Monday, April 07, 2008

Lessons learned from my vegetarian stint

Without further adieu, here's how my mostly meatless Lenten period panned out...

Probably most shocking was that, except for isolated instances like driving through Koreatown (ugh!), I didn't really find myself missing meat and that had time to appreciate a greater range of vegetables, fruits and traditionally meat-free dishes such as pasta with pesto sauce, flatbreads with hummus, Indian lentil dishes and minestrone soup. You may even say I delved into veganism, though I did consume dairy and eggs with some regularity.

Another surprise is how easy it was to go veggie while shopping & eating out. It's actually even a bit liberating, since I am not bombarded with dozens of different menu options and faced with choice paralysis. With only a handful of vegetarian items in most mainstream eateries, it's pretty easy for me to decide what I want.

But that doesn't mean it was a breeze all the time -- during Lent (and not on a Sunday) I went to a friend's birthday celebration at Cheesecake Factory, but managed to get away with their meatfree (but nonetheless filling) tamale cakes and the non-meat items from the appetizer platter. When my parents celebrated their birthdays at a steakhouse, however, it was pretty depressing for me to just have salad & baked potato.

And of course, I had lots of fun trying & inventing new recipes -- my favorite being the
caprese-style sandwich from the previous entry (though I had enough heart to stick a little proscuitto in my friends' sandwiches) and a tofu and eggplant green curry with brown rice.

I am not sure if I changed much healthwise while on this month and a half spree; I'm basically eating the same number of calories but able to eat a bit more food since veggies are generally less calorie-dense. On the other hand, it was a bitch working proteins in (which is the only reason I resorted to eating fake meats on occasion, but found some to be not bad.) And without going way TMI, let's just say my BM's consistency did change a bit...

Even though Easter came and passed, I don't think I'm going to fully lapse back to my old ways. Now, I like certain meats too much to fully give it up (sushi, Korean BBQ, sukiyaki, shabu shabu & meaty dumplings, just to name a few), but I would consider going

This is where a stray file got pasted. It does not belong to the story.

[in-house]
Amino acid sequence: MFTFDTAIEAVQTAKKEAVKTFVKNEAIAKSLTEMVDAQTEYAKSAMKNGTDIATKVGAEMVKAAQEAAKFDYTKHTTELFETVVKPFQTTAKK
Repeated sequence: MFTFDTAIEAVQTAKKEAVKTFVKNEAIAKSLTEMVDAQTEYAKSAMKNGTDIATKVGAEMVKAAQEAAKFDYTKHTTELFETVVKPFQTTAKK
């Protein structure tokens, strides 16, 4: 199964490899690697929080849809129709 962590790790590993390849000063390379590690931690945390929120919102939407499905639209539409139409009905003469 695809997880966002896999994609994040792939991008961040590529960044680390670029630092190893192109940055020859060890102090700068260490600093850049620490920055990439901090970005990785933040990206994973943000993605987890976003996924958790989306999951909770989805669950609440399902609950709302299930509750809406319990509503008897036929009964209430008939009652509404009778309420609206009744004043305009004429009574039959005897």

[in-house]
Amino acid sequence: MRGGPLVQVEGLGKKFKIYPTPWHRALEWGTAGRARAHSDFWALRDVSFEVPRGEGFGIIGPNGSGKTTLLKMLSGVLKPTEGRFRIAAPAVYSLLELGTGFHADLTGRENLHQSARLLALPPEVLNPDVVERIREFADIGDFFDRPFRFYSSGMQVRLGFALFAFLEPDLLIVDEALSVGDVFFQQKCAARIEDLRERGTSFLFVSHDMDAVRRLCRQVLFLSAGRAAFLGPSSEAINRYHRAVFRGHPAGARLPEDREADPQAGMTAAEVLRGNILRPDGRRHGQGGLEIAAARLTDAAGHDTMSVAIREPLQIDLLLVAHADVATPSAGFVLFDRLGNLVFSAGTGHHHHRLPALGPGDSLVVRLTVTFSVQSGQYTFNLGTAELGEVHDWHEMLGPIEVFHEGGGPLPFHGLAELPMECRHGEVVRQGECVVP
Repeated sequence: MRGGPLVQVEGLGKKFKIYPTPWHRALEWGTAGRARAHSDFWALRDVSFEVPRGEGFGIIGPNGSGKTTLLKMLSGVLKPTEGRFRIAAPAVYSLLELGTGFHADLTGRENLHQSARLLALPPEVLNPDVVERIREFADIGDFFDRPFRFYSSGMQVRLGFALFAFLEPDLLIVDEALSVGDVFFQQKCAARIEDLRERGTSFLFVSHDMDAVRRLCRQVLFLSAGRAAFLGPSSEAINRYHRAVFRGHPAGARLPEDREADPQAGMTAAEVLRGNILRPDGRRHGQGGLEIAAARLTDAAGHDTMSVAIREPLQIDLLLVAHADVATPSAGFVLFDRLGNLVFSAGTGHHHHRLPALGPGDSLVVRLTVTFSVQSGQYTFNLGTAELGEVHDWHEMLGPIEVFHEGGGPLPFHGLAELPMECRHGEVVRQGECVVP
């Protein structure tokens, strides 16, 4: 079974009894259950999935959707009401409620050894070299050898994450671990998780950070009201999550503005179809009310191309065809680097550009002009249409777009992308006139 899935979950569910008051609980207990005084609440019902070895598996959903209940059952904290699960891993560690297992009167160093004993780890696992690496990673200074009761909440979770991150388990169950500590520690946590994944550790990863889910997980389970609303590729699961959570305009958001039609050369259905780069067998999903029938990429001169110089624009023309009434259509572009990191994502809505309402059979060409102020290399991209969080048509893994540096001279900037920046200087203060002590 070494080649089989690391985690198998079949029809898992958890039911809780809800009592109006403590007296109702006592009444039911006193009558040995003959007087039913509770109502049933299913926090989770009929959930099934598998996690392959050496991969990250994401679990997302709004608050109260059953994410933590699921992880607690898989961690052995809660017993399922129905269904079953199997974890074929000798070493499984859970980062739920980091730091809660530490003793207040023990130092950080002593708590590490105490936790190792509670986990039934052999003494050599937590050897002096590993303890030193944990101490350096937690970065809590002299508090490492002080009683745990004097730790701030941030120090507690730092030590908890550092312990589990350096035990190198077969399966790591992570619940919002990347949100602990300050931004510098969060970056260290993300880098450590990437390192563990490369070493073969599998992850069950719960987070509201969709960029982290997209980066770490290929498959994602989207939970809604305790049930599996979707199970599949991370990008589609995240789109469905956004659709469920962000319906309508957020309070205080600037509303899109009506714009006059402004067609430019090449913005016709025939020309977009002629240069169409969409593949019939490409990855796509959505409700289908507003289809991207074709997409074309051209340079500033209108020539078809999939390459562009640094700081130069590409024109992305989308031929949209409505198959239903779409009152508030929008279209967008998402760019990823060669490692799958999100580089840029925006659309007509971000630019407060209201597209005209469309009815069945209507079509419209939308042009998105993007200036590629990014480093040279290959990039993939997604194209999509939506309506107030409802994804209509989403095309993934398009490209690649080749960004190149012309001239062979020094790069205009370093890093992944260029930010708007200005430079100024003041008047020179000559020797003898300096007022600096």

flexitarian, eating mostly vegetarian except when I get the craving for meat (which would be about every 10 days, if my Lenten experience was any indicator) or the occasion calls for it (i.e. the steakhouse!). But most of the times I'll probably just roll with my vegetarian half, especially when things get as delicious as the velvety cold sesame noodle salad at Real Food Daily.

Coincidentally (or perhaps not), it was around this time that I finished reading Michael Pollan's The Omnivore's Dilemma, which I've relegated to my book shelf for the better part of the two years I've owned it. I don't think I'll be as hyperaware as Mr. Pollan was in learning how the food was grown, gathered and treated before it wounds up on the plate, but the text is definitely some good food for thought.


Anonymous said...

To tell you the truth, I've discovered so much more amazing food in Los Angeles since going vegan than I ever have before in my food eating life, in part because the challenge of being vegan has forced me to be so much more aware of what I eat, and of what is available. There are just so many genuinely delicious options that I haven't missed my meat eating days one bit. Even giving up dairy which I figured would be a real challenge basically hasn't been one. Sure I get the occasional cravings, but in a city with so many vegetarian and vegan-friendly possibilities, it's actually been quite easy... and a lot of fun.

I'll also disprove the myth that all vegans and vegetarians are skinny and starving, because I've always got plenty of food to eat... and have put on more pounds than I'd like to admit since going vegan. I'm blaming this entirely on the fact that there are so many amazing vegan restaurants to eat at (and that I am hopelessly addicted to wanting to eat at them ALL)!

glutster said...

For some reason, I naturally lean toward a more vegetable-based side wherever and whenever I eat, maybe it is because of everything I am constantly reading about (food this, meat that...) but sometimes I feel like I am a 'closeted vegan' or something. But the whole deprivation thing doesn't seem right when food is just so damn great.

I'm really glad that you discovered many of the great veggie joys along L.A along with its philosophy.

Pirikara said...

" BM's consistency did change a bit..."

I can only imagine. =P

Yeah, I tried going veg for a week a looong time ago. It was a lil painful. Glad you had an easier time.


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